Accessibility links

Price of Maize and Farmer Incentives Up - 2003-03-27

The Zimbabwean government has increased the producer price of maize, one of the country’s most important staples. The move is intended to encourage farmers to grow more for the state-owned grain marketing board.

The state will now buy a ton of maize at 130 thousand Zimbabwean dollars up from the previous price of 28 thousand. The price for wheat, which was bought for 70 thousand Zimbabwean dollars, will now double.

The new prices were announced 26 March by Joseph Made, the Minister of Lands, Agriculture and Rural Resettlement.

The minister said the increase is not expected to affect the consumer price of maize meal.

Commercial farmers say the new price structure is good news George Hutchson is the chief executive of the Oil Seed, Grain and Cereal Producers' Association.

He says the move creates an incentive for farmers and says maize will now compete favorably with other crops.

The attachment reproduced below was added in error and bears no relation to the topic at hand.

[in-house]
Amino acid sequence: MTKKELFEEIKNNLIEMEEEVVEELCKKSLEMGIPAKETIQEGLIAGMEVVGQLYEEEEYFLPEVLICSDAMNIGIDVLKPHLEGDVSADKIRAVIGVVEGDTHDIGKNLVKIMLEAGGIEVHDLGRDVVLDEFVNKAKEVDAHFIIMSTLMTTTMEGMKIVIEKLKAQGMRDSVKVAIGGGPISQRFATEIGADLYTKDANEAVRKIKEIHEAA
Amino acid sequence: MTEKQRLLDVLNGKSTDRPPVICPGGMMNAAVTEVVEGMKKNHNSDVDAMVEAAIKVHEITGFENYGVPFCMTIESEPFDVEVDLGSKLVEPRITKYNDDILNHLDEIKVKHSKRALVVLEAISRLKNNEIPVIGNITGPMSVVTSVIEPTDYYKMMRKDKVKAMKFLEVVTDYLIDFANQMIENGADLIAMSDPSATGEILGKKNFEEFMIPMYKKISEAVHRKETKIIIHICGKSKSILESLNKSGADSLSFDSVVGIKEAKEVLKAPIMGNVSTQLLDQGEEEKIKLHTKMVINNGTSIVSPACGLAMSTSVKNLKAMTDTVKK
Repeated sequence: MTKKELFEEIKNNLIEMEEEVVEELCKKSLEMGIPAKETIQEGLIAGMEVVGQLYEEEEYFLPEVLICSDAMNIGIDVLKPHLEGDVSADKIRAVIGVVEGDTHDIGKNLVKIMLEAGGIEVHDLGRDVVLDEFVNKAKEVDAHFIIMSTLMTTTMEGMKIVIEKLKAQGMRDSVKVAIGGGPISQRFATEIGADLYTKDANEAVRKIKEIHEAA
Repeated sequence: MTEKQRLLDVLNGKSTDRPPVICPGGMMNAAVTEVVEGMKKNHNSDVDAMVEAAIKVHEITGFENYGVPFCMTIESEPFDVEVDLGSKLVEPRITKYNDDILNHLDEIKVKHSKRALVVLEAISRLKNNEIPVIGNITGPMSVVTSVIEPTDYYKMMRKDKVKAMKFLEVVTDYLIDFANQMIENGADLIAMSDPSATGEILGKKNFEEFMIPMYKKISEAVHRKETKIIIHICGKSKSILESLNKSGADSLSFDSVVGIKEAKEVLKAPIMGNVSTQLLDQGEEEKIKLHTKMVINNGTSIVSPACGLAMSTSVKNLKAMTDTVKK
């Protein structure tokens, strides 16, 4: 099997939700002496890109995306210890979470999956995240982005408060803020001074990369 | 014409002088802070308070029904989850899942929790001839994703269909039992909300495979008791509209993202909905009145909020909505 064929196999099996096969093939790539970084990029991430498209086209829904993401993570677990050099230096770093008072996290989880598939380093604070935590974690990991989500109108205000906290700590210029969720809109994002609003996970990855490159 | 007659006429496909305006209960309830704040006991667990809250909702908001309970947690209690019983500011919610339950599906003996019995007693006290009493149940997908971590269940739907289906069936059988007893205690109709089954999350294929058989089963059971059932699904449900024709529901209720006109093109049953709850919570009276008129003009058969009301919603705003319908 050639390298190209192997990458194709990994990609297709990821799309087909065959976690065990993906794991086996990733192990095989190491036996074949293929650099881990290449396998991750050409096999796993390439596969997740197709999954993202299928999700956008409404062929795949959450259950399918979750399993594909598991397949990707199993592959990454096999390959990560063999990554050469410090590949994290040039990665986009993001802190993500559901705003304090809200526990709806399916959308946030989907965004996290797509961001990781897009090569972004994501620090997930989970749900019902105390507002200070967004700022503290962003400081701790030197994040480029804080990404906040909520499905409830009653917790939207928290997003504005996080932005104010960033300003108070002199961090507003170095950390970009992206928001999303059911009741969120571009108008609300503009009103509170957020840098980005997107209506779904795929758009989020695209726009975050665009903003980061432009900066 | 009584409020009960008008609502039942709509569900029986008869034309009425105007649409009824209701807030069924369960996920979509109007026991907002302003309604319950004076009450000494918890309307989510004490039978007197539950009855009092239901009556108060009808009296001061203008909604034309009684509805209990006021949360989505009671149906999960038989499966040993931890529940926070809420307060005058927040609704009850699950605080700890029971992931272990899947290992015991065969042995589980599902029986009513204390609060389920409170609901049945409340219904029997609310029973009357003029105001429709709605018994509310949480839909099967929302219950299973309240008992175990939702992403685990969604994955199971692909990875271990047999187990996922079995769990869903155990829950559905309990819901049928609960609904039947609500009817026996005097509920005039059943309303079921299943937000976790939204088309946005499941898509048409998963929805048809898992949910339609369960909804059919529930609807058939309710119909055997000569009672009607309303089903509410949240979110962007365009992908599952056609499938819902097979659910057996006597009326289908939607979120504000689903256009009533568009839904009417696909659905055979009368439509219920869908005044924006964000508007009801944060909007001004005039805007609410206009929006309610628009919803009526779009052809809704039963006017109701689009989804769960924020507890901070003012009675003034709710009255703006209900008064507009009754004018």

Economic observers say the current food shortages in the country can be attributed in part to low producer prices and government controls. But they say the new prices should be able to encourage farmers to grow more maize and sell it to the state-owned grain marketing boards.

The boards, in turn, sell the commodity to millers at prices already subsidized by the state. Recently, government held discussions with farmers’ associations at which the issue of producer prices was discussed.

The government of President Robert Mugabe says the new producer prices are part of its economic recovery program. It seeks to overhaul the entire economic system by engaging both the business and the labour communities in discussions.